• Like
Third-generation Cellular: Technical and Economic Challenges
Upcoming SlideShare
Loading in...5

Thanks for flagging this SlideShare!

Oops! An error has occurred.

Third-generation Cellular: Technical and Economic Challenges



Published in Technology , Business
  • Full Name Full Name Comment goes here.
    Are you sure you want to
    Your message goes here
    Be the first to comment
    Be the first to like this
No Downloads


Total Views
On SlideShare
From Embeds
Number of Embeds



Embeds 0

No embeds

Report content

Flagged as inappropriate Flag as inappropriate
Flag as inappropriate

Select your reason for flagging this presentation as inappropriate.

    No notes for slide


  • 1. Third-generation Cellular: Technical and Economic Challenges Dr. Ray W. Nettleton Telecommunications Consultant Denver, CO [email_address]
  • 2. Agenda
    • Third Generation Cellular
    • Technical Challenges: Range, Coverage, Capacity, & Spectrum
    • Economic Challenges: Market Share & 3G Spectrum Auctions
    • A Modest Proposal
  • 3. 3G in the “Big Picture” ETSI has created a hierarchy of personal communications modalities that provide the maximum data rate possible given where the customer is at a given time. In the US this is complemented by CDMA2000. Source: ETSI & ANSI Standards 1 10 100 1,000 10,000 100,000 Data rate kbit/s Regional/Continental Macrocell/Microcell Macro/Micro/Picocell Microcell/Picocell Picocell/Indoor Personal Area IEEE802.11 / 3G 3G Satellite W-CDMA/FDD CDMA2000 W-CDMA/TDD Bluetooth Hiperlan
  • 4. IMTS – 2000: 5 Standards These are the terrestrial standards only. There will be satellite standards also. The GSM “camp” sponsors UTRAN; the CDMA camp sponsors IMT-MC (CDMA2000). The US TDMA camp sponsors EDGE (IMT-SC) and will migrate to W-CDMA. UTRAN (W-CDMA, UMTS) EDGE
  • 5. What’s Special About 3G? It’s not just phones. It’s PDAs, videophones, Internet browsing, location-based services, interactive games, and a whole lot more. Motorola Nokia Siemens Ericsson Panasonic Compaq
  • 6. Evolution of 3G Systems Eventual Target: One 4G Stanndard 2001 2002 2003 Source: ITU Phase-in periods only are shown. Each technology will continue in parallel with the others for a time. ? Dual Standard GSM/TDMA Phones “ Pre-Edge” 2.5G Timeline may be delayed due to economic technical and standards issues GPRS 114kbit/s EDGE 384kbit/s W-CDMA (UMTS) 2Mbit/s 200kHz 5MHz GAIT GSM TDMA (IS136) CDMA 1XEV-DO 2Mbit/s IS 95B 64kbit/s 64kbit/s 1XRTT 144kbit/s 1XRTT 384kbit/s 1XEV-DV 4Mbit/s 1.25MHz CDMA-2000 3X??
  • 7. 3G Status
    • CDMA2000 is operating in Korea with about a million customers. World availability expected mid – late 2002.
    • W-CDMA is operating in Tokyo using Ericsson equipment. World availability expected late 2002 – first half 2003
    • Cingular is rolling out GPRS (precursor to EDGE) nationwide in the US – a $3B exercise
  • 8. Range / Coverage GSM operators are expected to build more base stations for EDGE – that they won’t need for W-CDMA! CDMA2000 operators will need to build more, smaller coverage cells to make this work Source: JMS Worldwide Reproduced by permission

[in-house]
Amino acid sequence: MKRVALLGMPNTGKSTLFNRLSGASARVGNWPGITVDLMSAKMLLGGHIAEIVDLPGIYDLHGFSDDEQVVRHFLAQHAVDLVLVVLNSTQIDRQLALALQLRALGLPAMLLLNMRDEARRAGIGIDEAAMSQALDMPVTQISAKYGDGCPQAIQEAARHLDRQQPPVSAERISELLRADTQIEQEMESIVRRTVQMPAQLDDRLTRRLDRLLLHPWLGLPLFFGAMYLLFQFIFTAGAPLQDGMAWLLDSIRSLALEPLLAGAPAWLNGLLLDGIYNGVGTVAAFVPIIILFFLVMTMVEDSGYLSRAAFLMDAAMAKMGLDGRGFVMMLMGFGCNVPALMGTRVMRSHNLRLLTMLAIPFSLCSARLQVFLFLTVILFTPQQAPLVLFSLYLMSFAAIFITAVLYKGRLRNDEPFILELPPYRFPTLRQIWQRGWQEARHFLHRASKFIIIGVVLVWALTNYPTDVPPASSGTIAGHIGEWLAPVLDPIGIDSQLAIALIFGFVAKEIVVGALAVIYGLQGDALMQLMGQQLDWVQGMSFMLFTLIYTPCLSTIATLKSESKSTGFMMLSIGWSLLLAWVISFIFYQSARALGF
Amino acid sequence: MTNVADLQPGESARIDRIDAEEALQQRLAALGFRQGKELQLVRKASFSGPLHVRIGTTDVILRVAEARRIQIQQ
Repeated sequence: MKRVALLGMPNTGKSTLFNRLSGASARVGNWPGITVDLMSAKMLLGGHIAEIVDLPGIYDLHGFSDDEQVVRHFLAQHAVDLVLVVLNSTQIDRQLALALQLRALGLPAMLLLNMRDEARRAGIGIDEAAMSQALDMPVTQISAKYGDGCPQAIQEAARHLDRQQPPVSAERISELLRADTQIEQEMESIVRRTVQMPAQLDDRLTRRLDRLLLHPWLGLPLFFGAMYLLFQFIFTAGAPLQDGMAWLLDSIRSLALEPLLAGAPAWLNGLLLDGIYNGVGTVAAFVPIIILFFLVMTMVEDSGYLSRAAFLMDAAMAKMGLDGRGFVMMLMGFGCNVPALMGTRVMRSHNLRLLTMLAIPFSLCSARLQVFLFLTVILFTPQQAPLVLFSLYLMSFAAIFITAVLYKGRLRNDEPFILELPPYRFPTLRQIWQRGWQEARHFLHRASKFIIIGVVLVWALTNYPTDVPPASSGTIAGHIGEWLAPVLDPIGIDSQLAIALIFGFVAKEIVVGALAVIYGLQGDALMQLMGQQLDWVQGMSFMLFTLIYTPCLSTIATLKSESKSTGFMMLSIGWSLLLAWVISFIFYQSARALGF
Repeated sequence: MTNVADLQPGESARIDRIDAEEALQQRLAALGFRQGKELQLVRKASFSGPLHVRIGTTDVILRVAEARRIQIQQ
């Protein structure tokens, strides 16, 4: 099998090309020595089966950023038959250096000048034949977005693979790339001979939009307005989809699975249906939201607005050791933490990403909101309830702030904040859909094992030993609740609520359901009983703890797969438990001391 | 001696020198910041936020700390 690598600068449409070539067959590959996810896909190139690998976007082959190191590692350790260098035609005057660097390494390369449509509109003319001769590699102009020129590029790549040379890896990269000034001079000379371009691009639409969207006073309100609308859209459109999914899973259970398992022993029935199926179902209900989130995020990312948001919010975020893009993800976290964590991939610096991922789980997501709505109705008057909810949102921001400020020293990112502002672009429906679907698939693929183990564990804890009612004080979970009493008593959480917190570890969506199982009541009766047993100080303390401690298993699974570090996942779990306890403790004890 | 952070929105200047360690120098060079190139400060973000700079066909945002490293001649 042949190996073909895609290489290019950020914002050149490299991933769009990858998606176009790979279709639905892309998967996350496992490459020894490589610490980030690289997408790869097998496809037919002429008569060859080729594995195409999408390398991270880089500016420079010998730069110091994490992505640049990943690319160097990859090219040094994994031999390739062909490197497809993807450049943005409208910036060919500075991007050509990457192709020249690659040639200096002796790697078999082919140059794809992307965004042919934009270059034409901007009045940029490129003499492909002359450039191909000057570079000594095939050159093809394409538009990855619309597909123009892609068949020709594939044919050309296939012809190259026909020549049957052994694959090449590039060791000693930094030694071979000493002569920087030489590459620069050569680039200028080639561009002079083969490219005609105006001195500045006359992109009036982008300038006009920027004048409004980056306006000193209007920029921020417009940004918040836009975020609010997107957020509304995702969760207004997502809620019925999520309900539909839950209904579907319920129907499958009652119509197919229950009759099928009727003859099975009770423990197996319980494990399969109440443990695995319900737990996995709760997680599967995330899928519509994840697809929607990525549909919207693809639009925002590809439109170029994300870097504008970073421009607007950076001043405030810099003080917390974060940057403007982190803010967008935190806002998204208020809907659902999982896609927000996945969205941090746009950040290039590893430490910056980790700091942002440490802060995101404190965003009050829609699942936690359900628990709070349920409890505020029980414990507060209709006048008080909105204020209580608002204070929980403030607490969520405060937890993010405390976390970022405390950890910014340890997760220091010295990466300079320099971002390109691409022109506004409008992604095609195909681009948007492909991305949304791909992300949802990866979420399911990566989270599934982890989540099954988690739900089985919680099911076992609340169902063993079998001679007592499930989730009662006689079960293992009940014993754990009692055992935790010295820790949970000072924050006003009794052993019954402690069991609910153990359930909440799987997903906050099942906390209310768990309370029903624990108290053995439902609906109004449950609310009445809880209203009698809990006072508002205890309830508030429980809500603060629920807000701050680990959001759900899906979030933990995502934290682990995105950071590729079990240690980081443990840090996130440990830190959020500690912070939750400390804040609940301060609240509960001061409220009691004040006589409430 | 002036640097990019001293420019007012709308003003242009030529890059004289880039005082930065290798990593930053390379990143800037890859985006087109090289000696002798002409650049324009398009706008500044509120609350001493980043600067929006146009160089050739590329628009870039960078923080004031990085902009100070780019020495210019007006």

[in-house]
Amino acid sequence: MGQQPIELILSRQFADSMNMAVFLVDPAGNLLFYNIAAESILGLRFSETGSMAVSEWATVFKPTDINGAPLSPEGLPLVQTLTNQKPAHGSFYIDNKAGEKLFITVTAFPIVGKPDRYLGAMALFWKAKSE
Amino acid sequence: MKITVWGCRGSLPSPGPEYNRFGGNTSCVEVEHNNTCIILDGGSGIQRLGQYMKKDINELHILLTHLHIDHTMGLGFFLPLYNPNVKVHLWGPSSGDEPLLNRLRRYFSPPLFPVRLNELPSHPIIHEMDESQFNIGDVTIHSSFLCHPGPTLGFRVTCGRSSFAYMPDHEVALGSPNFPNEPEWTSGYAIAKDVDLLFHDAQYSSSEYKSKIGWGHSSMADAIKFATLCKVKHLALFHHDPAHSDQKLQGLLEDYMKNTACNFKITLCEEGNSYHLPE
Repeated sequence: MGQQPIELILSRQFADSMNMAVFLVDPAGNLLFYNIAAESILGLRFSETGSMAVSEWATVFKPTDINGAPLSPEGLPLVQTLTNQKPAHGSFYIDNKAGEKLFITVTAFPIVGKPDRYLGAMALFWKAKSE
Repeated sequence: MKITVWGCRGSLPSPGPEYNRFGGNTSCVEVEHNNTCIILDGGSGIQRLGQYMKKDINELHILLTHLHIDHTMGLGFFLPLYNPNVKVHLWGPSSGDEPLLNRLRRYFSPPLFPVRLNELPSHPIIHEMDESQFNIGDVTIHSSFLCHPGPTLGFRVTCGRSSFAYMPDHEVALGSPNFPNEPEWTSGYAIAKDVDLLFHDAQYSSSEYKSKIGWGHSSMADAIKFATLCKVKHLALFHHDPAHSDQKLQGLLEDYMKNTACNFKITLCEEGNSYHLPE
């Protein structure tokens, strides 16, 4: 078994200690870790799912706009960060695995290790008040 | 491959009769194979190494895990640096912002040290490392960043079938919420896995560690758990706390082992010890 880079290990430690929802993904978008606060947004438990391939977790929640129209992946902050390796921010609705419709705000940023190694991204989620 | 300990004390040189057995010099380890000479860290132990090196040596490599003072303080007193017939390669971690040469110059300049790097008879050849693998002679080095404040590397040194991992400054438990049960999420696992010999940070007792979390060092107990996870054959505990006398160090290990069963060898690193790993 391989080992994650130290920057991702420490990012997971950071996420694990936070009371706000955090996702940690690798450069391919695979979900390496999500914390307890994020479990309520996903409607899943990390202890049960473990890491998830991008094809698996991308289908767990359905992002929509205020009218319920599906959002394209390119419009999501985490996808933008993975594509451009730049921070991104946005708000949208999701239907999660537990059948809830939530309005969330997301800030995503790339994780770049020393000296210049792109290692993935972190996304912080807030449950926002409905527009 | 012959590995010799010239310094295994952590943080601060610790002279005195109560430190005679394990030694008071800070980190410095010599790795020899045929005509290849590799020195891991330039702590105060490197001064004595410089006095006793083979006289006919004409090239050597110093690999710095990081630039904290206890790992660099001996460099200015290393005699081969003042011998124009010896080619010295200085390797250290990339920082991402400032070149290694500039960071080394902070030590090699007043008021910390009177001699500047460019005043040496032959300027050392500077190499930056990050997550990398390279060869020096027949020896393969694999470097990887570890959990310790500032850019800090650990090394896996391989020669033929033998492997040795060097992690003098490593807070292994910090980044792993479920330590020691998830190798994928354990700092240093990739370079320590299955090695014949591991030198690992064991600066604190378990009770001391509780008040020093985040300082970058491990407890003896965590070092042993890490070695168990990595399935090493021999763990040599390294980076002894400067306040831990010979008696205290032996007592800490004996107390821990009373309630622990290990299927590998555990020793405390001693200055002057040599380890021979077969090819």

• 9. Capacity W-CDMA achieves its high data rates with QPSK – 2Mbit/s is not a stretch for a 5MHz signal CDMA2000 achieves its high data rates by going to 16-QAM, losing link budget and capacity along the way W-CDMA has 2.5 times the capacity of CDMA2000
  • 10. Market Share Source: www.cellular.co.za CDMAone and half of PDC transition to CDMA2000 W-CDMA 90% CDMA2000 10% GSM 76% PDC 10% CDMA 5% TDMA 9% GSM, TDMA and half of PDC transition to W-CDMA
  • 11. Spectrum Confusion Once again the US is isolated by the FCC’s prior actions Sources: ITU, ERO, FCC US PCS/UL US MDS FCC: “ Both!”
  • 12. Spectrum Auctions Worldwide Hundreds of spectrum auctions have already been run. The proceeds so far - $182B - are shown as “current”. The “projected” numbers are based on demographics and announcements of future auctions. $330B $330B $182B $182B
  • 13. The Big Spenders These “Top Five” 3G auctions, held in the last 18 months, account for more than 58% of the total $182B proceeds collected from auctions worldwide over the past 15 years. 3G Altogether 3G auctions alone have accounted for $142B of the total, or 78%
  • 14. How Much is $330B?
    • It is the Gross Domestic Product of Switzerland.
    • It is the combined annual revenue of Exxon-Mobil and General Electric
    • It is $1,172 for every man, woman and child living in the United States
    • “ If you can count your money, you don’t have a billion dollars”
    … J Paul Getty
  • 15. Air vs. Hardware $330B to the same scale
  • 16. Air vs. Revenues $330B 46% 22%
  • 17. Air vs. Cellular 10 Including projections Current proceeds The Auctions are already level with the top 10 cellcos combined. If the projections are correct, it would be much larger than the top 20! Source: ITU $B
  • 18. Mark Anderson’s “Modest Proposal”
    • The debt burden of 3G operators is as oppressive as that of some third world countries
    • The wireless industry cannot recover this outlay, which was due to “extortion bidding”
    • Governments should return the 3G money as an interest-free loan
    • The EU has started hearings on the question
    • The FCC has been forced to give up part of its anticipated revenue (NextWave case)
    Source: http://www.tapsns.com/newsitem.shtml?7-25-2001
  • 19. Conclusions
    • 3G is late but provides a rich array of services that will likely stimulate the market
    • CDMA2000 will have the toughest time – small market share, licensees often not receiving new spectrum
    • W-CDMA won’t be easy either – huge spectrum auction costs, later entry than CDMA2000
  • 20. Thank You!